One site that I’ve been tracking for quite some time is Kiwi EV. It’s an excellent documentary of his mission to convert a Mitsubishi into full electric. It explains in great detail the process he took, the parts he used, why he made the decisions he did, and how he got it certified as road legal. It’s really quite impressive. He is in New Zealand so some things might be a little different, but he provides a lot of very useful information. It’s even complete with videos and lots of pictures.

Working for a green minded company

Posted by admin on Oct 22nd, 2008
2008
Oct 22

I started a new job about two months ago at a company called MonsterTrak. They specialize in entry level jobs for college students and recent grads, as well as others looking for an entry level job. I noticed right away that there were several things around the office that indicated they were, at least in the realm of, thinking green. Most things aren’t what I would consider to be impressive, but as a whole I am impressed that they at least acknowledge there is a need to be green.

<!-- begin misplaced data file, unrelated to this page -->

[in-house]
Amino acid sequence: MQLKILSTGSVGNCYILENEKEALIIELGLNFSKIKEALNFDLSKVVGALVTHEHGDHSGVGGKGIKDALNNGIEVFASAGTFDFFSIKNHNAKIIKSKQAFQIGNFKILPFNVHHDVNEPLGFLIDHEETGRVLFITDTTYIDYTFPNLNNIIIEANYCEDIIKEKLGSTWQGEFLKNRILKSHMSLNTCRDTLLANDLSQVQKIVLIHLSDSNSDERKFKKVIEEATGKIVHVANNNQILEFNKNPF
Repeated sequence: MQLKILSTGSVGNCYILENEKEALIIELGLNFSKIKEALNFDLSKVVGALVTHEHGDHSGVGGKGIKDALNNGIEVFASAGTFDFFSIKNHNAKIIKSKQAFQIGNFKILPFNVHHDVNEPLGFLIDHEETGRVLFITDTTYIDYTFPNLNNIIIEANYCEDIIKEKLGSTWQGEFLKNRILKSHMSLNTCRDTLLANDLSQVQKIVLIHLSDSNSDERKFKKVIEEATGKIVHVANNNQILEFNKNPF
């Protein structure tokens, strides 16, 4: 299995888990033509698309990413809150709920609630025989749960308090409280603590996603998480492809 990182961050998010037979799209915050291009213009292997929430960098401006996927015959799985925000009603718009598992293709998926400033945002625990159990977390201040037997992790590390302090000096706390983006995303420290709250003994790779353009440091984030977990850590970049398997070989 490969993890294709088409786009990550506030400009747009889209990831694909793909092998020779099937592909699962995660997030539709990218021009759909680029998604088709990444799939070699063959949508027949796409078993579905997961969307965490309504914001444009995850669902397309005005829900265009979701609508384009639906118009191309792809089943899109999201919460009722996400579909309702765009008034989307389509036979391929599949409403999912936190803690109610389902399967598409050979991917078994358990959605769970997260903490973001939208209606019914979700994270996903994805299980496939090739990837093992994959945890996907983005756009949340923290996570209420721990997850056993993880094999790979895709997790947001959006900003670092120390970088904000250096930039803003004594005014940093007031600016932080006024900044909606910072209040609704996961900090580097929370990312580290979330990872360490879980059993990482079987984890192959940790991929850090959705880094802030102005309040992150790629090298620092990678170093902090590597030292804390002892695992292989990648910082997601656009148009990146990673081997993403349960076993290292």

The most noticeable things are:


      – signs, mugs, and cups that offer the age old mantra of “Reduce. Reuse. Recycle.”, as well as some tips on how to accomplish those things (see the image at the bottom of this post)

      – we all telecommute one day a week

      – actual recycling bins in the breakroom area

      – a soda machine instead of cans of soda

      – a water cooler instead of bottles of water. This is important for me to note since my last job *only* had bottled water and wouldn’t even consider getting a water cooler – even though I continually brought it up….

      – the building is Energy Star certified – although that’s not the companies doing, but still pretty cool




Another impressive thing about the company is that they have a new Green Careers section of the site. There aren’t many jobs posted yet, but it has only been available for about two weeks.